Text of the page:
Stop lowering the level of immigration debate, churches tell government


Leaders of four UK Churches have called on the Government torethink the way it speaks about migrants.

Today leaders of the Baptist Union of Great Britain, the Churchof Scotland, the Methodist Church and the United Reformed Church issued astatement on the situation in Calais, emphasising theimportance of public debate being grounded in values of compassionand of decisions being made on the basis of facts.

They called on the Government to adopt language which betterreflects the British values of compassion, hospitality and respectfor human dignity and to promote a more informed and higher levelof debate.

"The language in which the Calais situation is being discussedtends too often to demonise, denigrate or dehumanise theindividuals seeking refuge in Britain. To talk of those gatheringat Calais as a 'swarm', or 'marauding around the area' encouragespeople to see those in desperation as less than human, and so lessdeserving of sympathy, respect or dignity.

"The numbers involved do not warrant talk of an 'invasion' or'flood' of migrants. The people at Calais represent a tiny fractionof the overall number of migrants who have entered the EU in thepast year. In 2014, Germany took three times more asylum seekersthan the UK's 14,000, and Sweden twice as many. France, Italy andSwitzerland also granted asylum to more people than the UK.

"We welcome the affirmation by the Home Secretary that Europewould 'always provide protection for those genuinely fleeingconflict or persecution'. We share the concern of all involved tosee a peaceful and humane solution to this particular expression ofa far broader catastrophe."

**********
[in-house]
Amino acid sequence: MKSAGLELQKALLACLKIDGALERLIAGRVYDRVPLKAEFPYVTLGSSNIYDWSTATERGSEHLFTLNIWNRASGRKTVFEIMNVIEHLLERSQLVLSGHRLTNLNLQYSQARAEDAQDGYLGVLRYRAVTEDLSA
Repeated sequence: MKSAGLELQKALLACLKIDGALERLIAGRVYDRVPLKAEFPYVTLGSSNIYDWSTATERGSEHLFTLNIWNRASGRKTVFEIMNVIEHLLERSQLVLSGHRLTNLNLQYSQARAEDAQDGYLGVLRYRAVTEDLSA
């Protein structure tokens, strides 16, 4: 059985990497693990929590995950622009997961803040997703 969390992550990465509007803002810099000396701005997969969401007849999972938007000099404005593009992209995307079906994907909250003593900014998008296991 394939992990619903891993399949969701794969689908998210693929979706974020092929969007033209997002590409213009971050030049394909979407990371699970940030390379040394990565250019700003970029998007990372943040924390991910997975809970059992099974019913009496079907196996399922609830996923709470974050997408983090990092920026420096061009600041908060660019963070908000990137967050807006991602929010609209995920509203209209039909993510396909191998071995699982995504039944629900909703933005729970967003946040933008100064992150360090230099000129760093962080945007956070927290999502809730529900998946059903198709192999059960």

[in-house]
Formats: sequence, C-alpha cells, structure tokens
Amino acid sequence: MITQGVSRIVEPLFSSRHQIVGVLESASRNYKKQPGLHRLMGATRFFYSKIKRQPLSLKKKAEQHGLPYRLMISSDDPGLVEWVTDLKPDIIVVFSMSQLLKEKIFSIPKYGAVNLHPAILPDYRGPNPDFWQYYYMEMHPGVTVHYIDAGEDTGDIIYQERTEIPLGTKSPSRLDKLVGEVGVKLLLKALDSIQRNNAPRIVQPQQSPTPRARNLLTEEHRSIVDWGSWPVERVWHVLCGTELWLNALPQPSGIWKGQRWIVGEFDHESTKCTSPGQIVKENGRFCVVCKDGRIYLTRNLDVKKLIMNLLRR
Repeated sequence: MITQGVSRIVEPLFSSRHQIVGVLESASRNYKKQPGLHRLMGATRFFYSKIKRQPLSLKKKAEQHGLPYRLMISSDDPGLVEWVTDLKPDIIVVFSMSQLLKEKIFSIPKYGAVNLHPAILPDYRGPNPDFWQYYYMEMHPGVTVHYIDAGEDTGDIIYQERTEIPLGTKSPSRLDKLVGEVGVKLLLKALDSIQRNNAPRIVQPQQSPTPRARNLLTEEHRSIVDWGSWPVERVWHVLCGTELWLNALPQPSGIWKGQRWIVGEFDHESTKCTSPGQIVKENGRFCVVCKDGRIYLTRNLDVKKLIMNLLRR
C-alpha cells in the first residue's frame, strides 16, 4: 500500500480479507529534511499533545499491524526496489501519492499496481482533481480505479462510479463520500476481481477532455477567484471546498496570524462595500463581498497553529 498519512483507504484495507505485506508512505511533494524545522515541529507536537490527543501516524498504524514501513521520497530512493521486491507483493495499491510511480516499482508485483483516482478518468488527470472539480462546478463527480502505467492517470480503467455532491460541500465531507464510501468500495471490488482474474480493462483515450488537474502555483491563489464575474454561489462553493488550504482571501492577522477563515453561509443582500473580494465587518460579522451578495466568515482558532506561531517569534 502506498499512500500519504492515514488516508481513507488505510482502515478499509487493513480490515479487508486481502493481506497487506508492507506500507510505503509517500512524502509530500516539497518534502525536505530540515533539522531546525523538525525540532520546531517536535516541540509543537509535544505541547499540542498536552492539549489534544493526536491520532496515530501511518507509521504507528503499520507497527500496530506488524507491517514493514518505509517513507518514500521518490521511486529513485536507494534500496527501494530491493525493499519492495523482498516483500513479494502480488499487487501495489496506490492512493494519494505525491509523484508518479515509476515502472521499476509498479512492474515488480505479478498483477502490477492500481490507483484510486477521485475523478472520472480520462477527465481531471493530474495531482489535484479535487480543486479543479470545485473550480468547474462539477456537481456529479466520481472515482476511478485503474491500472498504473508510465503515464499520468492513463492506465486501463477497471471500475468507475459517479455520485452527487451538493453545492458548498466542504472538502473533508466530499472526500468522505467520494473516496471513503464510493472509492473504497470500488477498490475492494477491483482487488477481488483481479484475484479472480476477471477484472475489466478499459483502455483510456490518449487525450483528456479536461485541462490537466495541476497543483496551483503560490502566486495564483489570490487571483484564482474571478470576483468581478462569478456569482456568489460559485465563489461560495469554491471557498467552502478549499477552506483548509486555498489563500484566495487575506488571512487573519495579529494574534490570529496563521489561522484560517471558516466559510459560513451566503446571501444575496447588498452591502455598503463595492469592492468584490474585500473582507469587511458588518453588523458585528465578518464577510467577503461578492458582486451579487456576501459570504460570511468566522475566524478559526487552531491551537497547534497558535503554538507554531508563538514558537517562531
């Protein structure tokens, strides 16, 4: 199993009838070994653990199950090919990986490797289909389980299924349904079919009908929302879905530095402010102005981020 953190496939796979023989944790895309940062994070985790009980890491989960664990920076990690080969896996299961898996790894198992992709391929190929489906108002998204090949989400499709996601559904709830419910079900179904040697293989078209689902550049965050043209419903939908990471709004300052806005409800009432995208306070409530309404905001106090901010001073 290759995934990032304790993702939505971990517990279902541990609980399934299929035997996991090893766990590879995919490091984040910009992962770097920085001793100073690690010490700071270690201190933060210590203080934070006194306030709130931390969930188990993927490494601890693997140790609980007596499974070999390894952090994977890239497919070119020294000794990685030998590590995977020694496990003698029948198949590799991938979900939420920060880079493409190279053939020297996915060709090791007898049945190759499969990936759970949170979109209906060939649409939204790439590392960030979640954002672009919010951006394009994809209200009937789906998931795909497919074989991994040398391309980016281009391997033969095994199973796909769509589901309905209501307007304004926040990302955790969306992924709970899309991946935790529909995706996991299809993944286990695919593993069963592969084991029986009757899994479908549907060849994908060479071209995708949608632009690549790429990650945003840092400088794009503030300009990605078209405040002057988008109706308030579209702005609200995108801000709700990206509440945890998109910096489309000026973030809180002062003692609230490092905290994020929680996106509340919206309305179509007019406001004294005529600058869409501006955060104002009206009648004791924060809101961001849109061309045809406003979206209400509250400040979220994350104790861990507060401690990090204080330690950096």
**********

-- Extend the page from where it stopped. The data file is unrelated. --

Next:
The Churches have also asked the Government to recognise thatmost migrants cannot be returned to their country of origin and toaccept the need for the UK to take its share of migrants.


  1. The statement was made by Vice-President of the MethodistConference Dr Jill Barber, General Secretary of the Baptist Unionof Great Britain The Revd Lynn Green, Moderator of the GeneralAssembly of the United Reformed Church The Revd DavidGrosch-Miller, Moderator of the General Assembly of the Church ofScotland The Rt Revd Angus Morrison, and President of the MethodistConference The Revd Steve Wild. Find the full textof the statement on the Joint Public Issues website.
  2. On 30 July the Prime Minister, David Cameron, described peoplecrossing the Mediterranean as "a swarm of people coming across theMediterranean seeking a better life". This was described as "awful,dehumanising language from a world leader," by the Refugee Council.Speaking to the BBC last week the Foreign Secretary, PhilipHammond, said, "So long as there are large numbers of prettydesperate migrants marauding around the area, there always will bea threat to the tunnel security".
  3. The Joint Public Issues Team combines the expertise of theBaptist Union, the Church of Scotland, the Methodist Church and theUnited Reformed Church in the area of public issues. The team aimsto enable our four Churches to work together in living out thegospel of Christ in the Church and in wider society. It aims topromote equality and justice by influencing those in power and byenergising and supporting local congregations.